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S

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27(2):136-138. 1992.

Alcohols and Carnation Senescence

Meng-Jen Wu, Lorenzo Zacarias

1

, Mikal E. Saltveit

2

, and

M i c h a e l   S .   R e i d

Department of Environmental Horticulture, University of California,

Davis, CA 95616

Additional index words.  Dianthus calyophyllus, vase life, ethylene, ACC, EFE,

ethylene sensitivity



Abstract. Continuous treatment with 8% ethanol doubled the vase life of ‘White Sim’

carnation (Dianthus 

caryophyllus L.) flowers. Other alcohols, other concentrations of

ethanol, or pulse treatments with up to 8% ethanol had little or no effect. Butanol and

longer-chain alcohols shortened vase life and caused the flower stem to fold. During

their eventual senescence, the petals of ethanol-treated flowers did not inroll; instead,

individual petals dried slowly from their tips. Very little ethylene was produced by

ethanol-treated flowers, and the normal increase in ACC content and EFE activity was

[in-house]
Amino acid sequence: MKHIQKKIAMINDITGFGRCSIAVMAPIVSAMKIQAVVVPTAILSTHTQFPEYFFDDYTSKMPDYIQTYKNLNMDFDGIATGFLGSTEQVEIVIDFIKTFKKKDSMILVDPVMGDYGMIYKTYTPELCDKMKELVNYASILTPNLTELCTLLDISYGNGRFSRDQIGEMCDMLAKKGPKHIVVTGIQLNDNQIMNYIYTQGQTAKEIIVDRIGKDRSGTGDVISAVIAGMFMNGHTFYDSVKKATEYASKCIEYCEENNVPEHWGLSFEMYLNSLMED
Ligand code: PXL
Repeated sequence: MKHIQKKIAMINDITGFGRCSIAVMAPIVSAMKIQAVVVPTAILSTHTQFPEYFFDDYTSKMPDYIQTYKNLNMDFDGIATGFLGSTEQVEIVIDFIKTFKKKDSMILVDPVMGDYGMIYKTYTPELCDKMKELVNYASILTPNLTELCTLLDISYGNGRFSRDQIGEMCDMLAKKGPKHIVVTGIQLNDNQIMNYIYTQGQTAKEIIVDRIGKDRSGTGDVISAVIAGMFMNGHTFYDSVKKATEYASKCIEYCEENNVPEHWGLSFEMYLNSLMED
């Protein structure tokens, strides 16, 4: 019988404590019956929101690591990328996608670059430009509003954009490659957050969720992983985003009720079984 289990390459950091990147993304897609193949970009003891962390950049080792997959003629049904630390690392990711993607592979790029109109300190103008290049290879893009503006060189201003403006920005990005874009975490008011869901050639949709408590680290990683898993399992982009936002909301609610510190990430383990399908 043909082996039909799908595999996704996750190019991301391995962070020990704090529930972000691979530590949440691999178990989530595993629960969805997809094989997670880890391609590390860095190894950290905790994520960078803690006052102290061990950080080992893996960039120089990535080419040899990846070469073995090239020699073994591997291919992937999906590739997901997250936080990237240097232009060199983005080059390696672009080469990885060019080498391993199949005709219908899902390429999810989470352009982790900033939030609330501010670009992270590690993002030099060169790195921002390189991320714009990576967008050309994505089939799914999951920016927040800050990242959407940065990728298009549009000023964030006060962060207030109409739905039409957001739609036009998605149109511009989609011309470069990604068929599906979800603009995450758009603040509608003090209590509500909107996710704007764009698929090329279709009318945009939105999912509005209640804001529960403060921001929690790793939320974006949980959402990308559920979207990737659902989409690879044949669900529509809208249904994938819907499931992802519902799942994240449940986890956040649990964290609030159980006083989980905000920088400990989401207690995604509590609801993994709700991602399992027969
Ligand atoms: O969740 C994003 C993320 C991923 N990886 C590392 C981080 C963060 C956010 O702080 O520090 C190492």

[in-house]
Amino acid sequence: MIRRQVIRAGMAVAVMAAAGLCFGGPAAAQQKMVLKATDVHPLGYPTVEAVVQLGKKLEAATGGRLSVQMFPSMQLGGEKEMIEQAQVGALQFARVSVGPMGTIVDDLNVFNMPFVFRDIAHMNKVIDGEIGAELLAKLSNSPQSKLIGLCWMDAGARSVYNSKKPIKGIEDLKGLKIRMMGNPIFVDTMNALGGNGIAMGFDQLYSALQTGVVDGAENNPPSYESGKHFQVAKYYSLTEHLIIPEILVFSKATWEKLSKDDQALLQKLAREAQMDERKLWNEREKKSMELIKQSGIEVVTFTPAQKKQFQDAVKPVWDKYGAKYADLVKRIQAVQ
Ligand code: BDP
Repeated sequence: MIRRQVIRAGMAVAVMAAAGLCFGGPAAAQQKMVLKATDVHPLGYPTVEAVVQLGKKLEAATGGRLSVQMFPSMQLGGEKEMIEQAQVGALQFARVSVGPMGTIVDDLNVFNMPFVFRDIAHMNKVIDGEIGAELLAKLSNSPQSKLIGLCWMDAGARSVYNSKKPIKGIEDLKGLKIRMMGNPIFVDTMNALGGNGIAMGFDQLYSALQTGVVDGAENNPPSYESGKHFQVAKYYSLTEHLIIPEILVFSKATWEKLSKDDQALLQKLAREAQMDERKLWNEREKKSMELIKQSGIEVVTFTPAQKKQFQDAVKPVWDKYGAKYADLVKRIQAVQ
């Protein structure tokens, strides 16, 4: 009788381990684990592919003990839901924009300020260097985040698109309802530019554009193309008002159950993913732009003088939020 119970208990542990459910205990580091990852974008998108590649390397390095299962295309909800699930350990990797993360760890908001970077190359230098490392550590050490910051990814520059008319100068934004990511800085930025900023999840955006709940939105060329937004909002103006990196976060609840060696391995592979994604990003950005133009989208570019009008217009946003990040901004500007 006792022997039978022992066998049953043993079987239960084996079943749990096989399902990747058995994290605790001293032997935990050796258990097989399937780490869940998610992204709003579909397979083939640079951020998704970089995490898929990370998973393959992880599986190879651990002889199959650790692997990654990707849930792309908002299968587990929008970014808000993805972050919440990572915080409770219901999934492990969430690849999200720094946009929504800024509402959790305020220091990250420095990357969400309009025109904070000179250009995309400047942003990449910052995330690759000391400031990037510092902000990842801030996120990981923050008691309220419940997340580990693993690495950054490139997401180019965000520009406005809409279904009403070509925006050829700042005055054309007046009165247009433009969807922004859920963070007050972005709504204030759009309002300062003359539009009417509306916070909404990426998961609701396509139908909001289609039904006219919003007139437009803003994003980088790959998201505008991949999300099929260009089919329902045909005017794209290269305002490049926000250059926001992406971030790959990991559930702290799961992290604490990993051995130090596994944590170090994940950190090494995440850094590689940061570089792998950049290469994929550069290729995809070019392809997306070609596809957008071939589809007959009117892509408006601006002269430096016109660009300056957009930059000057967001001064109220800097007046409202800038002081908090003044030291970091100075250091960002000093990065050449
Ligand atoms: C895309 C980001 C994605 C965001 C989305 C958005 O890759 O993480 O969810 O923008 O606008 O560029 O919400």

also suppressed. Ethanol treatment also decreased the flowers’ sensitivity to exogenous

ethylene.

The senescence of cut carnation flowers is

normally accompanied by a marked increase

in the synthesis of ethylene and a concomi-

tant climacteric rise in respiration. Treatment

of flowers with either inhibitors of ethylene

biosynthesis such as aminoethoxyvinylgly-

tine (AVG) (Baker et al., 1977) and ami-

nooxyacetic acid (AOA) (Fujino et al., 1981)

or inhibitors of ethylene action such as silver

thiosulfate (STS) (Veen, 1979) delays the

onset of flower senescence. Pretreatment with

STS has become standard procedure in the

commercial marketing of carnations (Reid et

al., 1980). The potential environmental con-

cerns about the use of this heavy metal-con-

taining compound suggests the need for

developing a substitute means of controlling

flower senescence. Although 2,5-norborna-

diene (NBD) has proved useful as an exper-

imental tool for manipulating ethylene

responses in carnations and other ethylene-

sensitive tissues (Sisler et al., 1986), NBD

is volatile, foul smelling, and toxic, and

therefore not suited to commercial use. Its

effectiveness does, however, show that the

possibilities of interfering with ethylene ef-

fects in cut flowers extend beyond the use

of Ag

+

. Exogenous application of ethanol



has been shown to delay the senescence of

tomatoes (Solanum tuberosum Mill.) (Kelly

and Saltveit, 1988), oat (Avena sativa L.)

leaves (Satler and Thimann, 1980), and car-

nation flowers (Heins, 1980). In tomatoes,

short-term exposure to ethanol delayed or

suppressed the ethylene climacteric (Kelly